Infant Massage is a great way to bond with baby.
What’s more, researchers are finding that massage may promote better sleeping, perhaps even enhance an infant’s immune system, motor skills, and intellectual development as well as relieving colic. Used before an anticipated crying episode, massage may relax your baby and possibly prevent or lessen the duration or intensity of crying Massage may also comfort your baby after crying has started and make the episode shorter. Many hospitals and child care centers provide classes on infant massage.
Here are some Infant Massage tips and techniques to help you along:
- Use a blanket or towel and massage oil in a non-breakable container. (Test the oil on a small spot of your baby’s skin and wait a day to be sure no irritation appears.)
- Start when your baby is in a quite yet alert state- not immediately after a feeding or when he/she is sleepy.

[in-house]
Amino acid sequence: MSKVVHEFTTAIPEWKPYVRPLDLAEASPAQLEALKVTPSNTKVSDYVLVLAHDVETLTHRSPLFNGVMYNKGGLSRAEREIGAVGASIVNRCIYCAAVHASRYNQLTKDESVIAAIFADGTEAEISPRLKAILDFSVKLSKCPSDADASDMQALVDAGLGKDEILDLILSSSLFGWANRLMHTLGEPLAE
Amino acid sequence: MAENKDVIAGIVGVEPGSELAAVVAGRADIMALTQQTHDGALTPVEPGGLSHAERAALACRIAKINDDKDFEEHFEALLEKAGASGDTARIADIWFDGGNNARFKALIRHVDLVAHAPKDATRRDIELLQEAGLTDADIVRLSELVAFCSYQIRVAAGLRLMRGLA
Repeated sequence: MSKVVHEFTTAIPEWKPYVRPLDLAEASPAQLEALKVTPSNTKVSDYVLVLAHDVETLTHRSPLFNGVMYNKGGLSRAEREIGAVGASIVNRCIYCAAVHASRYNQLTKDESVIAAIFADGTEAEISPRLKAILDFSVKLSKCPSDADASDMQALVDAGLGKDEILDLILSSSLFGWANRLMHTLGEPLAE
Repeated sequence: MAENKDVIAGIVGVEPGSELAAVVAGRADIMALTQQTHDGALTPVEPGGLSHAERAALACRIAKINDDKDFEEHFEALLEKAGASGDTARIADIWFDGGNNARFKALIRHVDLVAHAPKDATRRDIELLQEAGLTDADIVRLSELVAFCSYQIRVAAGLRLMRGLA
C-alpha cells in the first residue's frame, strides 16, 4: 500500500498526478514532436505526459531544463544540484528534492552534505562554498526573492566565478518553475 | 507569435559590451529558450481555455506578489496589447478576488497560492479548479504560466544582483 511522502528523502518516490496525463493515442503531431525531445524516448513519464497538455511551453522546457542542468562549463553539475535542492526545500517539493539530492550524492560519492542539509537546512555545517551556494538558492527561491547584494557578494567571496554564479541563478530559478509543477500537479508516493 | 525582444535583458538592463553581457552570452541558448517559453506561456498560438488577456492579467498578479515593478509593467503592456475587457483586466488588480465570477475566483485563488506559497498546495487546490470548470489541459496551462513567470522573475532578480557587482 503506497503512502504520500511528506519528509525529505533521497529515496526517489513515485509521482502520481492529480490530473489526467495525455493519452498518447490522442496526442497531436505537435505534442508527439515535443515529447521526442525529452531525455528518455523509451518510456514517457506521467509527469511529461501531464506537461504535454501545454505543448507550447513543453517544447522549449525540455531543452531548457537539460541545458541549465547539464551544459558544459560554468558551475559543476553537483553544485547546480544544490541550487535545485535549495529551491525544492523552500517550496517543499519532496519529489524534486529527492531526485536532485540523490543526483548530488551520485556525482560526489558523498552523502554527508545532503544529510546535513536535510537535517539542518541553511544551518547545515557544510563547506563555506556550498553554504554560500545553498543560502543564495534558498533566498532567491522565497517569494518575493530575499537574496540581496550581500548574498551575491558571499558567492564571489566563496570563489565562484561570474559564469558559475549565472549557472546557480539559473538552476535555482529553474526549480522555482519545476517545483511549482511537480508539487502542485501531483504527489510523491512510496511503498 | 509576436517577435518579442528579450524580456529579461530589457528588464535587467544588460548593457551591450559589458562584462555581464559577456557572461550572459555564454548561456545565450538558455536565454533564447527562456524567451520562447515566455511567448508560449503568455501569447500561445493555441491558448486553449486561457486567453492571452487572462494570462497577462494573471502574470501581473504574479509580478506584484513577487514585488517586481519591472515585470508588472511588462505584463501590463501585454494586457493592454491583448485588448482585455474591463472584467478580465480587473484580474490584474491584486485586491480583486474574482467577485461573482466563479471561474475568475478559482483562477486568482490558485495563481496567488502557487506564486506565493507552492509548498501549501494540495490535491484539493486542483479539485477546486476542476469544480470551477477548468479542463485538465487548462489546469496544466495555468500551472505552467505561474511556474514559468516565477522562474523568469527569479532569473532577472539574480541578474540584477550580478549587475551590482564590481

- Find a comfortable location and position. The room should be warm. Lay the baby on his or her back on a towel on a bed, floor or your lap.
- Undress your baby down to a diaper and place him/her on the blanket cradling the baby’s head to your feet.
- Start with a gentle “hello: stroke from baby’s head to his/her toes.
- If baby stiffens, cries or becomes irritable, move to another part of the body or simply end the massage for the day. If he/she responds well, start gently massaging her body section by section.
- Use warm (not hot) natural oil such as vegetable or olive oil. Slowly rub a little over the baby’s body. Move your palm in clockwise, rhythmic circles on the baby’s abdomen. Use only light pressure.
- Be sensitive to your baby. A newborn may enjoy only 2 to 5 minutes of massage.
- Do not massage a sick or feverish child.